New York City Mayor Bill de Blasio has unveiled a new city initiative aimed at helping struggling businesses during the pandemic by allowing retailers to set up shop on the sidewalk.
The mayor on Wednesday announced he has signed an executive order for the Open Storefronts program, in which eligible businesses will be able to participate beginning on Friday through New Year’s Eve.
The program is an extension of the city’s existing Open Streets plan implemented this summer that allowed more than 10,000 restaurants across the city to set up outdoor dining spaces, with a few minor exceptions.
Mayor Bill de Blasio on Wednesday announced the city’s new ‘Open Storefronts’ program due to begin on Friday
De Blasio said the program will allow for stores to continue business operations safely amid the pandemic during the upcoming holiday season
Businesses – which include any involved in the sale of commercial goods such as clothing, retail food, personal care items – can utilize their sidewalk space as long as their storefront is located on the ground floor and directly accessible from the street.
NYC OPEN STOREFRONTS REQUIREMENTS
Who is eligible?
- Any ground floor storefront business predominantly involved in the sale of goods and/or services directly to the public. Includes businesses engaged in retail trade (i.e. clothing and equipment stores, retail food stores, health and personal care stores) as well as repair stores, personal care services, and dry-cleaning and laundry services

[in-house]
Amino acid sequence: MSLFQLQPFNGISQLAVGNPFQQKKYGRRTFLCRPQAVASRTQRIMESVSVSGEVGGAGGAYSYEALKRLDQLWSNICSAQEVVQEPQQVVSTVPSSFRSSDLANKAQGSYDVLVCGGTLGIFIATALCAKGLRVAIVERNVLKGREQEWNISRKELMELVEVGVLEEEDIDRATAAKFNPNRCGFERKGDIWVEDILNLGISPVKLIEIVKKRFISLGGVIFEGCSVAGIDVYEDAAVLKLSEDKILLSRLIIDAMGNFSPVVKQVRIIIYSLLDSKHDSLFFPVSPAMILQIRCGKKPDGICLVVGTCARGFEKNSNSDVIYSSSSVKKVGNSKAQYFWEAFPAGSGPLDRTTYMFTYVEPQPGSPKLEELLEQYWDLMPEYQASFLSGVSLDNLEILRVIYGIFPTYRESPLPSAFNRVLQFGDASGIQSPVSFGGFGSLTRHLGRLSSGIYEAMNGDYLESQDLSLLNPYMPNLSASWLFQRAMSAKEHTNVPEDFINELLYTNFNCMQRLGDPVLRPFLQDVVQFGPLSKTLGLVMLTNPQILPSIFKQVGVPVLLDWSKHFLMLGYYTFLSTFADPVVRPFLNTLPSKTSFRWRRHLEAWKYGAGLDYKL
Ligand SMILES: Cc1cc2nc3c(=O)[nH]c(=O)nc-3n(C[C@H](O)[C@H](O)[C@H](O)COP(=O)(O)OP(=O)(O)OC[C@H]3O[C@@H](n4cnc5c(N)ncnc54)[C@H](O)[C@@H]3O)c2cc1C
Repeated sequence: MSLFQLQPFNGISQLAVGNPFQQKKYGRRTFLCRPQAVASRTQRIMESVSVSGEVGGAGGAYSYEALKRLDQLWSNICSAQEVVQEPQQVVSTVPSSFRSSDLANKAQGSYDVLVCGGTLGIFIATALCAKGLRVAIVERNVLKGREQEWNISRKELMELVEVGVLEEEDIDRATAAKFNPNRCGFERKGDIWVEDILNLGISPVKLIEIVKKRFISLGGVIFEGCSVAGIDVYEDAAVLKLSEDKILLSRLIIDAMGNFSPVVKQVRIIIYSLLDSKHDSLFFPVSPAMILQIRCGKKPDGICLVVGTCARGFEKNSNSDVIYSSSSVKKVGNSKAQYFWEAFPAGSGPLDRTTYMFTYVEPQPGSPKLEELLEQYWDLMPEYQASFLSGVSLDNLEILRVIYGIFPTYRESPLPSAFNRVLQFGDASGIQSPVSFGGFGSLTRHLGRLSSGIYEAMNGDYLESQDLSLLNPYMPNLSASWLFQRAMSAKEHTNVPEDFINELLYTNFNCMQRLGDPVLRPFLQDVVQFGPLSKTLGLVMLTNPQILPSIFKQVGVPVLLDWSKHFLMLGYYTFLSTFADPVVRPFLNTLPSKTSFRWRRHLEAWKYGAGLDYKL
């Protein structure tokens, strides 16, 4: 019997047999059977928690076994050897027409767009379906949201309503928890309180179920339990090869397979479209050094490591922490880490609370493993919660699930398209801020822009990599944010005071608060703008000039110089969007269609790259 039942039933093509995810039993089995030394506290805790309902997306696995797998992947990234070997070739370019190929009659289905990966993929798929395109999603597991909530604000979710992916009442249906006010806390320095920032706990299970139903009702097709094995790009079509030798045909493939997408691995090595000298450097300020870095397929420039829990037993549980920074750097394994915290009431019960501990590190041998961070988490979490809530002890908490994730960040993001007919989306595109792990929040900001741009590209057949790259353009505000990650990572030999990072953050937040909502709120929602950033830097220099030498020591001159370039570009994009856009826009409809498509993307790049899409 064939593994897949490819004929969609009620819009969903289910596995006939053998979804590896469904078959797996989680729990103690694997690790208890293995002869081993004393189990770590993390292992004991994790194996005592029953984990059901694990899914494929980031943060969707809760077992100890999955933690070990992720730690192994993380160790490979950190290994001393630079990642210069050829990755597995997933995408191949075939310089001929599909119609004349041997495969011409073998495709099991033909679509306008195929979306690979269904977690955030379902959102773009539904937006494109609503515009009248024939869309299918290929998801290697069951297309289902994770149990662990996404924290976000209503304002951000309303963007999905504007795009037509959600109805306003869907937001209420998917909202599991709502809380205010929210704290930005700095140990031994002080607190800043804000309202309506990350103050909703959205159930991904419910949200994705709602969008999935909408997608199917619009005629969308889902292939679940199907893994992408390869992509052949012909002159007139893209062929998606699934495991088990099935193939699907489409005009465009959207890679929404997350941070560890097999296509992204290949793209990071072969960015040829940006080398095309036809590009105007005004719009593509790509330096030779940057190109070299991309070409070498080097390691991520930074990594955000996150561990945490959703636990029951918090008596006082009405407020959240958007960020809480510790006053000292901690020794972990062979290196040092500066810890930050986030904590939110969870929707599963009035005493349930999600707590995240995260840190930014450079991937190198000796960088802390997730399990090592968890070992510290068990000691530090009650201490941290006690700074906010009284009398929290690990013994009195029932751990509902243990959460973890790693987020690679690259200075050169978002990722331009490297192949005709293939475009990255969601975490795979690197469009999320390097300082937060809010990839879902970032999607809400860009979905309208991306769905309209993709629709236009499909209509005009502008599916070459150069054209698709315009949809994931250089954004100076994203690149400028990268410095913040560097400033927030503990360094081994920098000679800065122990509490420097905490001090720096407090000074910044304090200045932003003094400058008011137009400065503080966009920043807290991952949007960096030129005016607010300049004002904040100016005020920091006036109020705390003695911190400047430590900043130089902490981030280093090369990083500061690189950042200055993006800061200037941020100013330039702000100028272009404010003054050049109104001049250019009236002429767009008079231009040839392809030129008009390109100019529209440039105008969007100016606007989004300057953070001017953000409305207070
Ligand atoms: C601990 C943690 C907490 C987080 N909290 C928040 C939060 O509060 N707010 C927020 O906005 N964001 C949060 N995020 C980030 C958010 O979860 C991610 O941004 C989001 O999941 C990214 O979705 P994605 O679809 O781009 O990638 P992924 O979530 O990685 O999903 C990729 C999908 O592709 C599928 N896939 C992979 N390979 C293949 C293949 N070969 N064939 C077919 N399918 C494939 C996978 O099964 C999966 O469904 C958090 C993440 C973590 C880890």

- A ‘ground floor storefront’ business is a business which is directly accessible from the street and has store frontage on the sidewalk.
What is/ is not allowed?
- May erect temporary signage, display goods, complete transactions, place seating and ropes/stanchions, conduct promotional activities, and place collapsible umbrellas and tents in eligible sidewalk areas and in roadway areas as part of Open Streets: Restaurants.
- May not place heaters in outdoor areas
- May sell only dry goods outdoors, excluding items prohibited from outdoor sale (i.e. liquor, cigarettes/tobacco/e-cigarettes, pharmaceuticals, adult content)
- May not conduct personal services (i.e. haircuts, cosmetology) outdoors
- May only sell goods outdoors that a business is already licensed to sell indoors, or do not need a new license to sell
- Must abide by all existing permits and regulations that relate to product display and sales
- May allow for outdoor drop-off & pick-up of customer purchases